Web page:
The inspirational Chorley group fighting the Crohn's & Colitis stigma

Victoria Danson (left) and Alison Davis, Senior Manager of Goldcare, the group's sponsor.
Victoria Danson (left) and Alison Davis, Senior Manager of Goldcare, the group's sponsor.
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An inflammatory bowel disease (IBD) which can lead to abdominal pain, severe diarrhoea, fatigue, weight loss, and malnutrition, Crohn's disease affects around one in every 650 people in the UK. Despite that fact, there is still a pervasive and damaging stigma attached to the chronic condition - a stigma Victoria Danson is on a mission to eradicate.


Victoria, 30, has lived with Crohn's for over a decade and set up Crohn's & Colitis Support Lancashire in April 2017 to help support others in a similar position by bringing people living with IBD together. Having undergone an operation five years ago to have 18 inches of her small bowel removed, Victoria also lives with a stoma bag, and was spurred on to kick-start the formation of a community support network.

Crohns & Colitis Support Group Lancashire.

Crohns & Colitis Support Group Lancashire.

"When I had surgery, I found there was no support emotionally; the hospital were brilliant but when you're discharged, you're on your own," said Victoria, from Clayton-le-Woods. "So I created the group to make sure people don't feel isolated.

"It's been a fantastic journey," she added. "From that very first meeting when I had no idea how may people would turn up, to watching the group grow and constantly networking and finding people who want to help... I love it. We're like a family."

The owner of her own hairdressing business and mother to four-year-old Louie, Victoria is surely prime contender for the title of Busiest Person in the North West. But, as the kind of person who gets calls from nurses asking if she can chat with patients who have had a stoma to offer them advice, she says her altruism keeps her upbeat.

"It keeps me positive, knowing I'm helping others," Victoria explained. "Anything I can do to support people, to make them feel just a bit better, that means a lot. Hearing the relief in their voice when they tell me what they're going through... you can't put a price on that. From a mental health angle, that's invaluable."

Long-term members Joe Marston, Mary Richardson & Graeme Langlands.

Long-term members Joe Marston, Mary Richardson & Graeme Langlands.

And that mental health angle is crucial.

"The group is a chance to meet others and learn about living with Crohn's and Colitis; we don't really have an agenda - people can come and talk about whatever they want," said Victoria. "But we also have guest speakers. Recently we had Mind, the mental health charity, come in and that was so eye-opening.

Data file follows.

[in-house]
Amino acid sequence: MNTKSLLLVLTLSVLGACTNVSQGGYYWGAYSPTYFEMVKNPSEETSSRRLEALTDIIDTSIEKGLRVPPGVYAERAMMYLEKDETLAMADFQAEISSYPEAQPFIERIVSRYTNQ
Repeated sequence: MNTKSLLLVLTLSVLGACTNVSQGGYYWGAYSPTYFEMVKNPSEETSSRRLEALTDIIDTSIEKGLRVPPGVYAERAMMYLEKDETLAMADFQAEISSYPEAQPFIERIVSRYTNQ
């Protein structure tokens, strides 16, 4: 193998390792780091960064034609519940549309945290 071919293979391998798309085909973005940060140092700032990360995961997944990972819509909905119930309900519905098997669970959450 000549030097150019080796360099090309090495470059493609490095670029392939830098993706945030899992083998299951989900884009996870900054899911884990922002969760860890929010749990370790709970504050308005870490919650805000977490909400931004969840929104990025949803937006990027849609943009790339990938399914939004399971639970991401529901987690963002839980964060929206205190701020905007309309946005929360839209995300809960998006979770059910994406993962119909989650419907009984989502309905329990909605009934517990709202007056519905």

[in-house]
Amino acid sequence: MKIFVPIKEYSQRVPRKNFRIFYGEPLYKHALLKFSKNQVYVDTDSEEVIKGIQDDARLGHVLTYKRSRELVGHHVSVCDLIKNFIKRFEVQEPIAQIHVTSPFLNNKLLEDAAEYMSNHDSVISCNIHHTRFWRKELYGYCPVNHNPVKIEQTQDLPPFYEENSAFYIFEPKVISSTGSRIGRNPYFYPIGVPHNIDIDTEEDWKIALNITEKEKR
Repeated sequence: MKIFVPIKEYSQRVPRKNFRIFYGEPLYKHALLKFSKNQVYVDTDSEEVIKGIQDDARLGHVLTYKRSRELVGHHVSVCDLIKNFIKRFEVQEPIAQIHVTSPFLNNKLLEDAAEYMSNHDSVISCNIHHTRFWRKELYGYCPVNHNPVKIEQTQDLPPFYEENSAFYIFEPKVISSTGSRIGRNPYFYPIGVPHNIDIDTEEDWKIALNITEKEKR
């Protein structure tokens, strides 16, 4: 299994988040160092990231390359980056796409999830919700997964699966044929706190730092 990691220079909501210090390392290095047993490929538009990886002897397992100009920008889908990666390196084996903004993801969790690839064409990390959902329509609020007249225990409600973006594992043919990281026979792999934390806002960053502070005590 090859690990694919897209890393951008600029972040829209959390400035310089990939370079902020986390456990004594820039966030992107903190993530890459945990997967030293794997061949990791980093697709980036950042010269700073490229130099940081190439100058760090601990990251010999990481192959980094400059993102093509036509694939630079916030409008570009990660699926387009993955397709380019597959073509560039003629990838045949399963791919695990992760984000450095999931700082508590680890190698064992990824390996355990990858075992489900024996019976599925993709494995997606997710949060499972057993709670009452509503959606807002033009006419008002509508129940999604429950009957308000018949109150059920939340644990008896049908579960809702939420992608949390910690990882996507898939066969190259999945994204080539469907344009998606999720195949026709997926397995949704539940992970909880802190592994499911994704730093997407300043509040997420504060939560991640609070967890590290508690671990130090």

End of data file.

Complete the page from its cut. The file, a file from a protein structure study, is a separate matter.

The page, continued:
"Mental health is really affected in people living with long-term chronic conditions: life's stressful as it is without living with a health condition," she added. "But you really see a difference in people. It's good to share your experience and it really helps to talk - I love hearing people's stories, and there are so many strong people out there."

There certainly are: multiple Olympic gold medallist Sir Steve Redgrave was diagnosed with Ulcerative Colitis in 1991. The magician Dynamo was diagnosed with Crohn's as a teenager. Dwight D. Eisenhower, the 34th President of the United States, also lived with the disease, forcing him to give up smoking and change his indulgent diet. He still enjoyed his G&Ts, however.

The Crohn's & Colitis group

The Crohn's & Colitis group

With a strong core of around 20 to 30 members who come to every session, Crohn's & Colitis Support Lancashire meets on the last Tuesday of every month from 7:15pm to 8:30pm at Buckshaw Village Community Centre.

Paying tribute to the group's 'crucial' trustees - her mother Sandra Mollart, Jen Creeney, and Finbarr Creeney - as well as her father Kim Sewell, the group's sponsor Goldcare, and Joseph Marston, who helps her raise awareness, Victoria said that she couldn't have done what she's done on her own.

"There are communities out there for people, there's nothing to be ashamed of," she said. "Everyone should be proud of what they've been through."